Ciara worked for a number of years after high school and later graduated from Mayfair College ( now Truman College ) in 1975 with an associate’s degree.

“I worked for a private ambulance company after I graduated from Mayfair and, while I was doing that, I went to EMT school in 1975 at Lutheran General, and then paramedic school in 1976 at Loyola University Medical Center in Maywood,” said Ciara. “Right after paramedic school, I applied to the CFD not knowing whether I’d get in or not, but I had to try, because that’s what I really wanted to do.

“Before I worked for the CFD, I owned Town & Country Ambulance Company for about 18 months with a straight, male partner named Gerry. We started it in 1978 and then I got my letter from the CFD telling me I’d been accepted into their ranks. This was exactly what I wanted, so I told Gerry I’d have to sever our business partnership. This was in February of 1980.”

Ciara started out at the CFD as a fire-medic. Eight months later, she was promoted to paramedic-in-charge, and stayed in that role until April 1982. After that, she was promoted to field chief. She did that for 12 years and in 1994 was promoted to chief of EMS training.

“As chief, I took care of all the paramedics that were hired and put them through CFD training,” said Ciara. “In 2000, I was promoted to deputy chief paramedic. They assigned me to Field Division One, which is north of Roosevelt Road. I was in charge of 500 paramedics from the lakefront to O’Hare Airport. I did that until 9/11.”

After 9/11, she took over the logistics of the paramedic division.

“When I started at the CFD, I had to bring all of my own equipment including a blood pressure cuff, stethoscope and intubation equipment,” said Ciara. “They had very little supplies on the ambulances…”

While working for the CFD, she completed her education. She earned her Bachelor of Science in business management from National-Louis University in 2001, and her Master of Science degree in industrial relations from Loyola University in 2003.

Ciara was promoted to her final position at the CFD in 2004—district chief, director of personnel. She explained that without her master’s degree she wouldn’t have gotten the job. As district chief, she worked on everyone’s retirement and hiring packets, and medical evaluations of those who were ill or injured on the job.

“In 2005, I had a mild heart attack so I had an angiogram and a stent placed in my heart and went through cardiac rehab,” said Ciara. “I wanted to go back to work but everyone told me I should go on disability. After trying to go back to work, I decided to take the disability payments and technically I’m still an active duty CFD paramedic, but now that I’m 68, I’m looking at officially retiring. I’m proud of my work as a paramedic. I really loved the job and what I accomplished. Some of the people I mentored are now in positions of power. They still call me for advice and that makes me feel really, really good.”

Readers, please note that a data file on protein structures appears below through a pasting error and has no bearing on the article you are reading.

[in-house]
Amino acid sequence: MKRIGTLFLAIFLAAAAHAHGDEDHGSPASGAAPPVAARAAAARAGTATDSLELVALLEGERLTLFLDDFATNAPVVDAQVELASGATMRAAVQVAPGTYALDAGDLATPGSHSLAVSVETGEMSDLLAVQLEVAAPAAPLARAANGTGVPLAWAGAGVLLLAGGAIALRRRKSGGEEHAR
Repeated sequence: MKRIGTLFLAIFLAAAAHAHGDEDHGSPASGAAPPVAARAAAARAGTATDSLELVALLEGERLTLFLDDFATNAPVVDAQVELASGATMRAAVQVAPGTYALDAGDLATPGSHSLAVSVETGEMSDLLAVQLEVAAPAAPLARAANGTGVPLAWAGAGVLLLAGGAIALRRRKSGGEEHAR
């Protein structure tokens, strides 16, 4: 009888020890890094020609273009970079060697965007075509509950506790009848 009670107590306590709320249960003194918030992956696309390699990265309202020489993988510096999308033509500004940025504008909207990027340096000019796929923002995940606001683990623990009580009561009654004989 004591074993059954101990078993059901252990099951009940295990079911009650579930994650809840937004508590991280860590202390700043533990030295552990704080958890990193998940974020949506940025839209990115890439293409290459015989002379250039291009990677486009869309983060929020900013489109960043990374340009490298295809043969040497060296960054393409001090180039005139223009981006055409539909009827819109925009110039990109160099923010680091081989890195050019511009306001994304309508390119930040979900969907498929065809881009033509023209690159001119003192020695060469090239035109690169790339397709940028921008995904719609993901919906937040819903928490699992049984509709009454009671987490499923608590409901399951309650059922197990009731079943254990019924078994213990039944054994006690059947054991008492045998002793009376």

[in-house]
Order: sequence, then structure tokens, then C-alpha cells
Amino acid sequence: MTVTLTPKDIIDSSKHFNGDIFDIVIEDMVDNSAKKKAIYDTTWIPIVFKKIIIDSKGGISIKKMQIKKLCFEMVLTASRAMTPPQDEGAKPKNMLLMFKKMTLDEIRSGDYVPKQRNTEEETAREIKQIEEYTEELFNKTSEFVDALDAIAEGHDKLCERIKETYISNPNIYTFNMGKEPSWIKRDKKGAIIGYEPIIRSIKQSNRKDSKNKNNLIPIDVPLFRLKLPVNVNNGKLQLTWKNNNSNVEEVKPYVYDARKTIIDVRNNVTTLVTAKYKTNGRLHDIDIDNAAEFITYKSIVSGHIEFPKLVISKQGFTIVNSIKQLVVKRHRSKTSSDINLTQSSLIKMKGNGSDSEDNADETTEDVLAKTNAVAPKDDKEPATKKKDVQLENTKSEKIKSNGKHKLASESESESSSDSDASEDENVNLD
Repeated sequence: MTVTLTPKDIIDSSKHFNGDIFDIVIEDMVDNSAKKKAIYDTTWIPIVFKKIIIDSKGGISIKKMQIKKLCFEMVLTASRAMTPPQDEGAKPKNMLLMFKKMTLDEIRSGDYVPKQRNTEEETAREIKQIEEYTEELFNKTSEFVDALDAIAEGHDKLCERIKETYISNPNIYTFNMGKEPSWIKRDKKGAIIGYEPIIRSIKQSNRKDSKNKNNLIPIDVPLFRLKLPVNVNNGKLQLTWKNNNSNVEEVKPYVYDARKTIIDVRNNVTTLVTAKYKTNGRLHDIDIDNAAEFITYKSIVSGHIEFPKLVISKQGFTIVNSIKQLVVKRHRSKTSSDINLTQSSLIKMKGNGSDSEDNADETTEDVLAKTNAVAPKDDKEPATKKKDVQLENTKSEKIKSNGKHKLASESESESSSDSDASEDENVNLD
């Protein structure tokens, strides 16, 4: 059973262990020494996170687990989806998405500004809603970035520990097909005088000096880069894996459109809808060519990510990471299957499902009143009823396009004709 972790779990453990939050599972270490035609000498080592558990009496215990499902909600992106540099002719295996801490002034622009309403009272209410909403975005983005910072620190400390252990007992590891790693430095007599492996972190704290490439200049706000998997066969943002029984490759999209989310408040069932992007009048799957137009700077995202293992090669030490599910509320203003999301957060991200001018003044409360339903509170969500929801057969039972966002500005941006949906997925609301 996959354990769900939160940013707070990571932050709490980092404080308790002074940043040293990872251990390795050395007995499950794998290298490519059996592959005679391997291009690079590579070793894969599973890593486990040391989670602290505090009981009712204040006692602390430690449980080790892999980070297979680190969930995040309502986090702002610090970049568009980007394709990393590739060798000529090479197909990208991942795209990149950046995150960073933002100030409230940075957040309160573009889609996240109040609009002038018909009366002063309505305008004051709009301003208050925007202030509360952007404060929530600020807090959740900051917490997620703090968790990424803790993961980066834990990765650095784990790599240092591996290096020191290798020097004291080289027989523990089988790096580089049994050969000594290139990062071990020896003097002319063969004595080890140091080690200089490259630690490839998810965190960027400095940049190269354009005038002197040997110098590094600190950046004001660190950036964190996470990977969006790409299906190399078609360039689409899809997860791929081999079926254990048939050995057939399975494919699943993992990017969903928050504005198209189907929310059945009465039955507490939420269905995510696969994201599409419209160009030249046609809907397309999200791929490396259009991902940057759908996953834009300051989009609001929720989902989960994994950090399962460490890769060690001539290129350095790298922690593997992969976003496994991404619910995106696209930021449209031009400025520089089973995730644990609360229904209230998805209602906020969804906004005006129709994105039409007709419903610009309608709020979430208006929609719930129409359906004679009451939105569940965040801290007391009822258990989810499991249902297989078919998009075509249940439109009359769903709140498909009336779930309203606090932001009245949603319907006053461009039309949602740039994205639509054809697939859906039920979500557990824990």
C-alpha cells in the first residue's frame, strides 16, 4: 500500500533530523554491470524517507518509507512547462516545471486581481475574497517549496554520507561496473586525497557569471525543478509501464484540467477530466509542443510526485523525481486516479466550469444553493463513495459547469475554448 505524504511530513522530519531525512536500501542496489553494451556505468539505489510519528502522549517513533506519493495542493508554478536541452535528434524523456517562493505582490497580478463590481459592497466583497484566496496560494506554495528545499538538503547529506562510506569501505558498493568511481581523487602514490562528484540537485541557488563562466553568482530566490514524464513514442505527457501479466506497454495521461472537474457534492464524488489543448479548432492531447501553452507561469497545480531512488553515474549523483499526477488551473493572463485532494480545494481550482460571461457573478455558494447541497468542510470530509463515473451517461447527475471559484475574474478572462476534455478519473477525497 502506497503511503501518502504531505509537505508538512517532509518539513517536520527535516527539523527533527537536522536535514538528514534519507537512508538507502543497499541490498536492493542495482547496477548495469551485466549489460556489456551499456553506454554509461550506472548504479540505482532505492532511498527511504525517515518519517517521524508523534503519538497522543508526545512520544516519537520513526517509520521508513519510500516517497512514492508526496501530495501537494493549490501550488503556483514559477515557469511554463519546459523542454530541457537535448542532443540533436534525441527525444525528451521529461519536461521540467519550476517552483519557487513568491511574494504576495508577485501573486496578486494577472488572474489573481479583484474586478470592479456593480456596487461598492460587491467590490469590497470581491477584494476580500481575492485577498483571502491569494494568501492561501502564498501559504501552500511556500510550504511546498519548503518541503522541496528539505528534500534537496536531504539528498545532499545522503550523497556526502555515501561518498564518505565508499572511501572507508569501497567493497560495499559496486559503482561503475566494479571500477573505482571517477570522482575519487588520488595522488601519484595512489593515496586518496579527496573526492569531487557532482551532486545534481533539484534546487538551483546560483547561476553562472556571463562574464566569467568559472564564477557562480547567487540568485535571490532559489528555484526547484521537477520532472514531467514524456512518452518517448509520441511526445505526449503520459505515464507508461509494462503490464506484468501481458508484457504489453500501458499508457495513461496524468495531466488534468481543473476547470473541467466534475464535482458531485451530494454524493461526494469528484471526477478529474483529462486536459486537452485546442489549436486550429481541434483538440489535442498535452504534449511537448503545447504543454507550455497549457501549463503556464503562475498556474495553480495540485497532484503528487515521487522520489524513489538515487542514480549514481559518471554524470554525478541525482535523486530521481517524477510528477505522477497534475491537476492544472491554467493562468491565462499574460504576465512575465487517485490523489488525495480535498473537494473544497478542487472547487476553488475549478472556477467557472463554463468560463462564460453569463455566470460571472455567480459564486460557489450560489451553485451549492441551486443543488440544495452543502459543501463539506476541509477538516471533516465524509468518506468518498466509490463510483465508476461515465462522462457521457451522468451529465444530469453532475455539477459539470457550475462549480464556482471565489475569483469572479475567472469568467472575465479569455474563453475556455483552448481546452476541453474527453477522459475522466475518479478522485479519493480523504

Two of the women who call Ciara for advice are lesbians. She explained that the CFD doesn’t have many lesbians or gay men in their ranks because there’s still a level of homophobia there.

As far as involvement in LGBT organizations, Ciara was a member of LGPA/GOAL Chicago—the LGBT police and fire association. The organization has participated in the Pride Parade in the past and Ciara noted that the reception they got from the crowd was very positive.

“I never really came out to my family or anyone at the fire department,” said Ciara. “I really didn’t have to because, as they say, I’m a hundred footer. I’m very butch-looking.”

Ciara’s brother Michael followed in her footsteps and joined the CFD seven years after she joined.

While working, Ciara said that she talked about her wife the way anyone would talk about their spouse and both women were always included when her co-workers would have social gatherings.

“In 2003, we had a civil-union ceremony in Vermont and got married in Provincetown, Massachusetts, on Aug. 28, 2010, with Michael serving as my best man,” said Ciara. “Since we were already married, all I had to do was send my marriage license to the firefighters pension board to have my status updated when it became legal here.”

thanks Dan

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Chicago inspector general attacks CFD uniform allowance

Excerpts from the

Chicago taxpayers are shelling out $5 million-a-year to provide a uniform allowance to firefighters that’s more like an automatic cash bonus because it’s completely unmoored from any determination of actual need or use, Inspector General Joe Ferguson concluded Wednesday.